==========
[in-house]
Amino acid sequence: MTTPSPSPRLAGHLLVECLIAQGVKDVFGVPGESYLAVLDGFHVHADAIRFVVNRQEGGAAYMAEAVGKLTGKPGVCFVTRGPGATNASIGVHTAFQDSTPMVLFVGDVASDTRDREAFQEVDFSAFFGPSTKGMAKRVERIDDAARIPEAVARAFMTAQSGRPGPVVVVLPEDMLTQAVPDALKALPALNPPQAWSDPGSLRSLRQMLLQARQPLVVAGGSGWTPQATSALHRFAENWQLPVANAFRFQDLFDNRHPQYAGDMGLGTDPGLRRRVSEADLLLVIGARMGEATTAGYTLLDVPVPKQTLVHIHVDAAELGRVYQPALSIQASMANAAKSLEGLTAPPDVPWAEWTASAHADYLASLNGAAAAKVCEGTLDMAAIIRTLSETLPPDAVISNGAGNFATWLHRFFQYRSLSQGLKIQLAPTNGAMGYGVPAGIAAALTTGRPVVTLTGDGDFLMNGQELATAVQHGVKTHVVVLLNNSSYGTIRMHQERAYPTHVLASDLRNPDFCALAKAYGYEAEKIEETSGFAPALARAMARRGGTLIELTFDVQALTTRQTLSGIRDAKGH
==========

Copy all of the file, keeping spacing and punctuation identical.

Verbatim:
[in-house]
Amino acid sequence: MTTPSPSPRLAGHLLVECLIAQGVKDVFGVPGESYLAVLDGFHVHADAIRFVVNRQEGGAAYMAEAVGKLTGKPGVCFVTRGPGATNASIGVHTAFQDSTPMVLFVGDVASDTRDREAFQEVDFSAFFGPSTKGMAKRVERIDDAARIPEAVARAFMTAQSGRPGPVVVVLPEDMLTQAVPDALKALPALNPPQAWSDPGSLRSLRQMLLQARQPLVVAGGSGWTPQATSALHRFAENWQLPVANAFRFQDLFDNRHPQYAGDMGLGTDPGLRRRVSEADLLLVIGARMGEATTAGYTLLDVPVPKQTLVHIHVDAAELGRVYQPALSIQASMANAAKSLEGLTAPPDVPWAEWTASAHADYLASLNGAAAAKVCEGTLDMAAIIRTLSETLPPDAVISNGAGNFATWLHRFFQYRSLSQGLKIQLAPTNGAMGYGVPAGIAAALTTGRPVVTLTGDGDFLMNGQELATAVQHGVKTHVVVLLNNSSYGTIRMHQERAYPTHVLASDLRNPDFCALAKAYGYEAEKIEETSGFAPALARAMARRGGTLIELTFDVQALTTRQTLSGIRDAKGH